I ran into a situation recently that I thought I’d share. I use Google Reader to manage the feeds that I read regularly. PHPDeveloper.org is among my favorite news syndication web sites. However, some of its posts, in particular those dealing with job posts or additions to CakePHP’s Bakery, aren’t interesting to me.
Eventually, I came to the conclusion that I could wrap the feed in a Yahoo! Pipe in order to filter out the uninteresting information. (I know, the irony of using Google and Yahoo products together might seem anything from ironic to downright unholy to some.)
Unfortunately, doing so meant that I had to remove the original PHPDeveloper.org feed from Google Reader and add the new pipe-wrapped feed in its place. Because (as best I can tell) certain things are tracked per feed rather than per URL (old items) or per item (read statuses), this meant losing all information specific to the old feed.
Granted, I only had to do this once, but I wish it had occurred to me earlier. Google Reader may have search capability (which took forever to be included), but that’s not the same as being able to have content filtering automatically handled for me whenever I view the contents of a feed.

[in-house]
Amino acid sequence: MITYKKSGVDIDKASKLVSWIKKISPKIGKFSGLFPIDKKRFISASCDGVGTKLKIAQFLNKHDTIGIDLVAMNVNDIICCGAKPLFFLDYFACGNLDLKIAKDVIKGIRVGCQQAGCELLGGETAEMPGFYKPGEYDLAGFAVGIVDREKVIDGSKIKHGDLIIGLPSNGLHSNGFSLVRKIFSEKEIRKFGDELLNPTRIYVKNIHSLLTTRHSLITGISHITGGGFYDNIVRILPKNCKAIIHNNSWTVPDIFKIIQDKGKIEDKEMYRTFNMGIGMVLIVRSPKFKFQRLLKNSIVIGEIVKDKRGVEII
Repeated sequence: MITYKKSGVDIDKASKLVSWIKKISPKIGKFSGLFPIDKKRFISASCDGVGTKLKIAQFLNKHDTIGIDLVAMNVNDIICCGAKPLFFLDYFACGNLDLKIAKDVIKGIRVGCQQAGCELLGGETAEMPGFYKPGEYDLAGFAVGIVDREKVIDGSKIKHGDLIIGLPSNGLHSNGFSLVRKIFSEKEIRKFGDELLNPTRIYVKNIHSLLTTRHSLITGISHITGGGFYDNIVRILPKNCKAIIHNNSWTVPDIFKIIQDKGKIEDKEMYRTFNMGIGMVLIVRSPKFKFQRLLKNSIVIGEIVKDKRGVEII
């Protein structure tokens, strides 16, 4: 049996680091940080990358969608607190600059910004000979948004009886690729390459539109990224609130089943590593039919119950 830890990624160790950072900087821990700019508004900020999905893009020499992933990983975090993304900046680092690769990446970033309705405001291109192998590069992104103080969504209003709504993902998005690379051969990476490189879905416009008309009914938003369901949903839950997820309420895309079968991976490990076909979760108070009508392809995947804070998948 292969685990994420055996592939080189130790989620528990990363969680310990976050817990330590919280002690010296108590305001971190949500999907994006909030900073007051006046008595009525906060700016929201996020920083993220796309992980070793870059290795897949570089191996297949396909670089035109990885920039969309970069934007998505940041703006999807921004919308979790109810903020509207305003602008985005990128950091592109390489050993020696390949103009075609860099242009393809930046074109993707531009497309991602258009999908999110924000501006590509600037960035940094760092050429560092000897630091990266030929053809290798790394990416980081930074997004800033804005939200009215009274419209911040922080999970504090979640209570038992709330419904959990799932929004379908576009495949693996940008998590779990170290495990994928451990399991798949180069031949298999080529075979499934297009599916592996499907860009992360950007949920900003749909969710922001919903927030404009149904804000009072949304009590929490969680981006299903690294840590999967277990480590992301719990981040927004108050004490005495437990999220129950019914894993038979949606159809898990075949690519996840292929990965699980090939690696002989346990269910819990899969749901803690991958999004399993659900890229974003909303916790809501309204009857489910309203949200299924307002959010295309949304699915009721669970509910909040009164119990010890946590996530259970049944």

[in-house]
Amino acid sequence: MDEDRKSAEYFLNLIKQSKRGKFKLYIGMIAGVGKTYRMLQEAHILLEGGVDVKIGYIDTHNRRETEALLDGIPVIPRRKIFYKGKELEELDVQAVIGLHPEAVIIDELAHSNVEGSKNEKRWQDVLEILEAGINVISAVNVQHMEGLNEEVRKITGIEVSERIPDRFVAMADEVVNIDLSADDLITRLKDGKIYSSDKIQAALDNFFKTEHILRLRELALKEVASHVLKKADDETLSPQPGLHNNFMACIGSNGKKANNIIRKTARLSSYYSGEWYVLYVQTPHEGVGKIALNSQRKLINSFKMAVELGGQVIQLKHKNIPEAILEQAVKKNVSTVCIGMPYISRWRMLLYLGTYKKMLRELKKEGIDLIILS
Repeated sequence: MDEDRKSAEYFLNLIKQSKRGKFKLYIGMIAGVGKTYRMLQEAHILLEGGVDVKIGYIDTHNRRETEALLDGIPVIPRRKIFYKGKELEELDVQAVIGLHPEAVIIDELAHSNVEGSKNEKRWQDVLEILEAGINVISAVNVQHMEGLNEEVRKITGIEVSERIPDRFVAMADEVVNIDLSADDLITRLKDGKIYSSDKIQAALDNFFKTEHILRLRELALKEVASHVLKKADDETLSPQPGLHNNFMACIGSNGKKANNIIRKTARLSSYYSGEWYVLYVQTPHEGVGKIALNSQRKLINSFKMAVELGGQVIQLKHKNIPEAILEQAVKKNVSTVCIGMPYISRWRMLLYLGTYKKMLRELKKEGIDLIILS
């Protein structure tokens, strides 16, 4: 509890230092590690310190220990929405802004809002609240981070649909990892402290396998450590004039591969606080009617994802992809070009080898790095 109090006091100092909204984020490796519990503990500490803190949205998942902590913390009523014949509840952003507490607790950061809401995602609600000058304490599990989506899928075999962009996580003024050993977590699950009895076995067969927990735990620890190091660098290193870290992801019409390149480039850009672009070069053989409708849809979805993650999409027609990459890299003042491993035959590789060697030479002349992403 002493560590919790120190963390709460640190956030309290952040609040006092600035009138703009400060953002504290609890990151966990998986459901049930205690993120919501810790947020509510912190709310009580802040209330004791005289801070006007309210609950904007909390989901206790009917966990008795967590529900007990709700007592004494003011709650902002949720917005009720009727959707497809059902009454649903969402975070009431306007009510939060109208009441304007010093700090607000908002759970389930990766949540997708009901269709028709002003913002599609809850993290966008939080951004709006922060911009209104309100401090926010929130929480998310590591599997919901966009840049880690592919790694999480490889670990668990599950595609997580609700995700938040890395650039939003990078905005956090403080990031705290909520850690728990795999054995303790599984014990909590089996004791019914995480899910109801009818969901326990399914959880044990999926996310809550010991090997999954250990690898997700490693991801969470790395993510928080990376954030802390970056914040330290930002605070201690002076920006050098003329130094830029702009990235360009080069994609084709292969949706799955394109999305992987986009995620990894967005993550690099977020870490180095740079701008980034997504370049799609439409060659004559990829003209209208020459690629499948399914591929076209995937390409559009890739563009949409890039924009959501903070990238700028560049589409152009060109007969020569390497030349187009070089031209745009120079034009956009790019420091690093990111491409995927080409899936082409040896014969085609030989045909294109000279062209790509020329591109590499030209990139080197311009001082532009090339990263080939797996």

So my line of thought continued. It would be nice if there was an easy way to maintain the user experience of adding feeds through my preferred browser, Mozilla Firefox, but to have new feeds be automatically wrapped in a Yahoo! Pipe “behind the scenes.” This would allow me to go back and manipulate feed content later if I saw a repeating pattern in specific content that didn’t interest me.
Another unfortunate trait of this situation is that Yahoo! Pipes doesn’t currently offer a web service API, or it might make implementing my idea significantly easier. While the AJAX interface exposes server interaction logic, it’s obfuscated to the point where it makes reverse engineering attempts infeasible. It’s unfortunate, because I think a marriage of the features of each of these services would make the result all the more useful for their users.